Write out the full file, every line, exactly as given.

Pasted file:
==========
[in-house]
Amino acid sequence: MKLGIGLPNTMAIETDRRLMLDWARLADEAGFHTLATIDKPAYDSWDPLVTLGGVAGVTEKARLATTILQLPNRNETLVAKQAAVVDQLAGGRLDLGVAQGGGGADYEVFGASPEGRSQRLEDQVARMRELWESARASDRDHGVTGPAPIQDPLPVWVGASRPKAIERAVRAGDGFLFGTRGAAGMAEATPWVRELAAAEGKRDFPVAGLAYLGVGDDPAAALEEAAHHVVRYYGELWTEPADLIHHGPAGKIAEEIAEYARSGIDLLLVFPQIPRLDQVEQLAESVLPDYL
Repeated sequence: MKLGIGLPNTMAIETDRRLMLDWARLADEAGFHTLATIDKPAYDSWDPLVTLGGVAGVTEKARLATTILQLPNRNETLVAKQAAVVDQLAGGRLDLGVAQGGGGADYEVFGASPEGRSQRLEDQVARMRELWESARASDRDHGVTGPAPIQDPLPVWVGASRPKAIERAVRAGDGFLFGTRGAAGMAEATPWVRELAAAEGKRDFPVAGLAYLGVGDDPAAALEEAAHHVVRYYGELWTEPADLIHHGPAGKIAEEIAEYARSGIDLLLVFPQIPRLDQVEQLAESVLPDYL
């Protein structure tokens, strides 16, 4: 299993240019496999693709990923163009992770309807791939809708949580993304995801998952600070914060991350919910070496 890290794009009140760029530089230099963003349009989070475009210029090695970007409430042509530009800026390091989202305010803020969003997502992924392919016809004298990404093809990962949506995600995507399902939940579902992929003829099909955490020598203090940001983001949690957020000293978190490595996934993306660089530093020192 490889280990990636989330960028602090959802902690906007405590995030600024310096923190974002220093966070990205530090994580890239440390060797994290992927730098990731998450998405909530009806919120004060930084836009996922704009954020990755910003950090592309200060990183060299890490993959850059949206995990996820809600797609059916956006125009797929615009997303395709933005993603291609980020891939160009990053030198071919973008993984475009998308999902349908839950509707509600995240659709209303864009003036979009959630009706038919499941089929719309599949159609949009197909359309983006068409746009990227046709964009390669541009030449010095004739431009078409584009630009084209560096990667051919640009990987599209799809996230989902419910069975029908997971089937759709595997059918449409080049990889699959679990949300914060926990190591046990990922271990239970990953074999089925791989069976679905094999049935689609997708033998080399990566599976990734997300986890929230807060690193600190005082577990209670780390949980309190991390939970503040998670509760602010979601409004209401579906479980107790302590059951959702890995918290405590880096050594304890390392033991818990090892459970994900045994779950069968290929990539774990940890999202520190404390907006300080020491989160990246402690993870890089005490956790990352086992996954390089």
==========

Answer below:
[in-house]
Amino acid sequence: MKLGIGLPNTMAIETDRRLMLDWARLADEAGFHTLATIDKPAYDSWDPLVTLGGVAGVTEKARLATTILQLPNRNETLVAKQAAVVDQLAGGRLDLGVAQGGGGADYEVFGASPEGRSQRLEDQVARMRELWESARASDRDHGVTGPAPIQDPLPVWVGASRPKAIERAVRAGDGFLFGTRGAAGMAEATPWVRELAAAEGKRDFPVAGLAYLGVGDDPAAALEEAAHHVVRYYGELWTEPADLIHHGPAGKIAEEIAEYARSGIDLLLVFPQIPRLDQVEQLAESVLPDYL
Repeated sequence: MKLGIGLPNTMAIETDRRLMLDWARLADEAGFHTLATIDKPAYDSWDPLVTLGGVAGVTEKARLATTILQLPNRNETLVAKQAAVVDQLAGGRLDLGVAQGGGGADYEVFGASPEGRSQRLEDQVARMRELWESARASDRDHGVTGPAPIQDPLPVWVGASRPKAIERAVRAGDGFLFGTRGAAGMAEATPWVRELAAAEGKRDFPVAGLAYLGVGDDPAAALEEAAHHVVRYYGELWTEPADLIHHGPAGKIAEEIAEYARSGIDLLLVFPQIPRLDQVEQLAESVLPDYL
């Protein structure tokens, strides 16, 4: 299993240019496999693709990923163009992770309807791939809708949580993304995801998952600070914060991350919910070496 890290794009009140760029530089230099963003349009989070475009210029090695970007409430042509530009800026390091989202305010803020969003997502992924392919016809004298990404093809990962949506995600995507399902939940579902992929003829099909955490020598203090940001983001949690957020000293978190490595996934993306660089530093020192 490889280990990636989330960028602090959802902690906007405590995030600024310096923190974002220093966070990205530090994580890239440390060797994290992927730098990731998450998405909530009806919120004060930084836009996922704009954020990755910003950090592309200060990183060299890490993959850059949206995990996820809600797609059916956006125009797929615009997303395709933005993603291609980020891939160009990053030198071919973008993984475009998308999902349908839950509707509600995240659709209303864009003036979009959630009706038919499941089929719309599949159609949009197909359309983006068409746009990227046709964009390669541009030449010095004739431009078409584009630009084209560096990667051919640009990987599209799809996230989902419910069975029908997971089937759709595997059918449409080049990889699959679990949300914060926990190591046990990922271990239970990953074999089925791989069976679905094999049935689609997708033998080399990566599976990734997300986890929230807060690193600190005082577990209670780390949980309190991390939970503040998670509760602010979601409004209401579906479980107790302590059951959702890995918290405590880096050594304890390392033991818990090892459970994900045994779950069968290929990539774990940890999202520190404390907006300080020491989160990246402690993870890089005490956790990352086992996954390089």